When using the same type with different relations, I can see that this might cause confusion and introducing a type-synonym might make things worse: having two types for the natural numbers, one called ℕ and the other called order_dual ℕ is not so useful when you want to talk about max and min simultaneously.

However, when the relations are on "really" different types, like homomorphisms of comm_rings and morphisms of affine schemes, why is it a problem to set up the relations at the beginning, so that they match?

In the specific case of Galois theory, I might even go further and say that in Lean it might therefore be simpler to establish the Galois connection between subgroups and spectra of fields!!

Kevin Buzzard (Nov 27 2020 at 09:00):

Galois connection: that's an interesting idea :-) The issue with contravariant Galois connections is literally that the definition is not there.

Damiano Testa (Nov 27 2020 at 09:00):

Still, I am not sure that I understand this issue with covariance/contravariance too well. (The discussion below is likely a rambling based on a misconception.)

"In set theory", by construction, given any two mathematical objects A and B, they are sets and at least the question "is A a subset of B makes sense. Thus, the proper class of all mathematical objects is a poset (!). This is then abused and moved around identifications, but everyone always has a lingering feeling of what "containment" means, at least in local contexts. For instance, subgroups of Galois group are ordered by inclusion, fields are ordered by inclusion, these two natural orders, clash.

However, "in type theory", the poset structure needs to be provided externally. So, what is the problem with covariance/contravariance, if we get to choose which way the arrows point?

Kevin Buzzard (Nov 27 2020 at 09:02):

The computer scientists are always scared about the way things scale, at least this is my impression. If we define contravariant Galois connections then we have to define contravariant poset maps (a <= b -> f(a) >= f(b)) etc etc, and they say "we can just use order_dual and that's only one function so it scales". But it also makes things more complicated.

Damiano Testa (Nov 27 2020 at 09:03):

Ok, but then whichever one of min or max you define first, already implies the other, right?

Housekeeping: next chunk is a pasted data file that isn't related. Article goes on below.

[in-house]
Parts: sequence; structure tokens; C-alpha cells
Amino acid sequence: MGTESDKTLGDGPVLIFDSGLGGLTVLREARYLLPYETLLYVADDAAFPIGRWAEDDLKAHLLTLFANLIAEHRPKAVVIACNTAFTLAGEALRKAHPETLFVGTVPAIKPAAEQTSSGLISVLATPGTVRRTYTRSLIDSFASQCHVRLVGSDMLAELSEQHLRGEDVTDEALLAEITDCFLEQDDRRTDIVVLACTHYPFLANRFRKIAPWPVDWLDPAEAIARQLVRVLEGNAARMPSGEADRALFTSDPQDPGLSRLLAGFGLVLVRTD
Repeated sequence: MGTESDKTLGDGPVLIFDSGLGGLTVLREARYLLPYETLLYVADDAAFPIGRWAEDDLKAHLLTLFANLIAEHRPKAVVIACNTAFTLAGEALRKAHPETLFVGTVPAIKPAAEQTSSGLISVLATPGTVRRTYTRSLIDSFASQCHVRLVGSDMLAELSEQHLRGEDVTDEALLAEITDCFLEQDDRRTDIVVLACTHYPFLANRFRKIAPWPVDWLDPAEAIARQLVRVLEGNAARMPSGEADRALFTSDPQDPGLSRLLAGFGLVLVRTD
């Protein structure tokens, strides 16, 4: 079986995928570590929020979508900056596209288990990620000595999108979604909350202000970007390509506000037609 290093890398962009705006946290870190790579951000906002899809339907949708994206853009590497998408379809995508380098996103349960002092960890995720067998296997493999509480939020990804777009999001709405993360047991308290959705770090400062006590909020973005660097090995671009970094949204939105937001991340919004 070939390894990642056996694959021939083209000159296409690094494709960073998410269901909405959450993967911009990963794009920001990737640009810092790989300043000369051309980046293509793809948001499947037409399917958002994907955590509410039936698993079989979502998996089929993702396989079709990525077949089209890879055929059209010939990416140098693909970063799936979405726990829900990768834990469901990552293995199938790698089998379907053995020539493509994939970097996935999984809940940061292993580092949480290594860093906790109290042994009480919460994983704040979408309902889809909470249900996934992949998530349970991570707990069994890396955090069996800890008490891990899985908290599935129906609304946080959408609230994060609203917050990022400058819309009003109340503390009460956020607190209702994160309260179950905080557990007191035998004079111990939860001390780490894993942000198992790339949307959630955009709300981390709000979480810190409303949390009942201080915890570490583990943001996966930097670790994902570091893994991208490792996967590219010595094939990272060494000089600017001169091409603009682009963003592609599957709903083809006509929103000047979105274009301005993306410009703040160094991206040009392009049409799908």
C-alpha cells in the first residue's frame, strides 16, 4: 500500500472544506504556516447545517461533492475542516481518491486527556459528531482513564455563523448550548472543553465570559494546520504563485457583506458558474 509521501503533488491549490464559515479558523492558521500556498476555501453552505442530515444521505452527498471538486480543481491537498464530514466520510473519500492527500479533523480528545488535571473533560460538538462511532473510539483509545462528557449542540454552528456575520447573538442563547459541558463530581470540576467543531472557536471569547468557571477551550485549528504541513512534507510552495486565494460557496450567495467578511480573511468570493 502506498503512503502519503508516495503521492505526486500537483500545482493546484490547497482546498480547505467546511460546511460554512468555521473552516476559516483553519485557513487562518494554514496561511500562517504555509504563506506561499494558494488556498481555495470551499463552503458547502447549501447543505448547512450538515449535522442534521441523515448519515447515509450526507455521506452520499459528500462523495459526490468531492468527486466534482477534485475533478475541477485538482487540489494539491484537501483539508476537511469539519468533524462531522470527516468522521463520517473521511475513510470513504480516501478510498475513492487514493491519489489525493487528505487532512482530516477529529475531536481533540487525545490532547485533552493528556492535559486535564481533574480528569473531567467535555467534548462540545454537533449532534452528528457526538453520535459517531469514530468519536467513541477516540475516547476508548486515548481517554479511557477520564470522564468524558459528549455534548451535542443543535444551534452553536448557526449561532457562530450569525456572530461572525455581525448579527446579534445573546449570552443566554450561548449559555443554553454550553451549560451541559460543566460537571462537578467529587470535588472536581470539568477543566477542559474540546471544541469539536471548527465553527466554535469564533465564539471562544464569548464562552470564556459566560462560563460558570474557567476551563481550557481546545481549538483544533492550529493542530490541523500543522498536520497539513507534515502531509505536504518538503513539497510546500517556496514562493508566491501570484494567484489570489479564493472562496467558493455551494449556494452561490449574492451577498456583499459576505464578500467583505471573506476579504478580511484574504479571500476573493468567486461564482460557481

Damiano Testa (Nov 27 2020 at 09:03):

(I am trying to undestand the basic principles, I am not trying to be snappy, in case the chat gives a wrong impression!)

Kevin Buzzard (Nov 27 2020 at 09:05):

min and max are still both defined on one type, they didn't go that far :-)

Damiano Testa (Nov 27 2020 at 09:05):

Would it then be the case that there should be an "orderless" bijection between ℕ and order_dual ℕ?

Kevin Buzzard (Nov 27 2020 at 09:06):

Sure, and that map should even have a name. If order_dual is semireducible then people might even use id for that name, but if it's irreducible then it would have an explicit name like to_dual or whatever.

Damiano Testa (Nov 27 2020 at 09:07):

Kevin Buzzard said:

min and max are still both defined on one type, they didn't go that far :-)

To be fair, I think that this is the right choice! But then, I would like to be able to say that a linear function is monotone increasing/decreasing, rather than having to define it from the correctly ordered type so that it is always monotone increasing!

Kevin Buzzard (Nov 27 2020 at 11:29):

I guess some people are defining antimono functions, but we don't have contravariant Galois connections or insertions yet, like we don't have functions from A to B such that $f(xy)=f(x)+f(y)$. People look at definitions like this and are scared that such a definition will lead to some chaos, but I'm not convinced it will. Another example is contravariant functors. You have to decide which category to put the "op" on and there is no canonical answer. Another way of doing it would just to have been to define contravariant_functor to be a map between the categories and write down the axioms rather than opping something. The disadvantage with this approach is that then there's a risk you have to develop the entire functor API again in the contravariant setting. Perhaps a solution to this would be to write a tactic using a @[to_contravariant] tag, but this would be hard work.

Damiano Testa (Nov 27 2020 at 11:39):

It is a little frustrating that the innocent-looking assertion "reverse all the arrows in your category" causes so much trouble in formalization

Damiano Testa (Nov 27 2020 at 11:41):

However, even the consequences for intuition of such a change are huge: no one had realized that commutative rings with 1 are affine schemes, until Grothendieck, I think!

Kevin Buzzard (Nov 27 2020 at 11:41):

Think about it this way. Is a contravariant functor actually equal to (a) a covariant functor $C\to D^{op}$ (b) a covariant functor $C^{op}\to D$ (c) a map $C\to D$ with some properties? All of these are "the same" but in fact none of them are the same. Machinery should be able to cover this up, whether it's a good API or good tactics, but this machinery needs to be made.

Damiano Testa (Nov 27 2020 at 11:44):

I agree: I personally like to have the opposite and place it on the category that I am less familiar with! I can see how this is somewhat difficult to formalize... :grinning:

Joseph Myers (Nov 28 2020 at 02:23):

There's a galois_connection using order_dual in analysis.normed_space.inner_product for orthogonal complements of subspaces. (Immediately followed by a series of lemmas with one-line proofs, so that you don't need to think about two different orders on subspaces at the same time in order to use those properties of orthogonal subspaces.)

Last updated: May 14 2021 at 19:21 UTC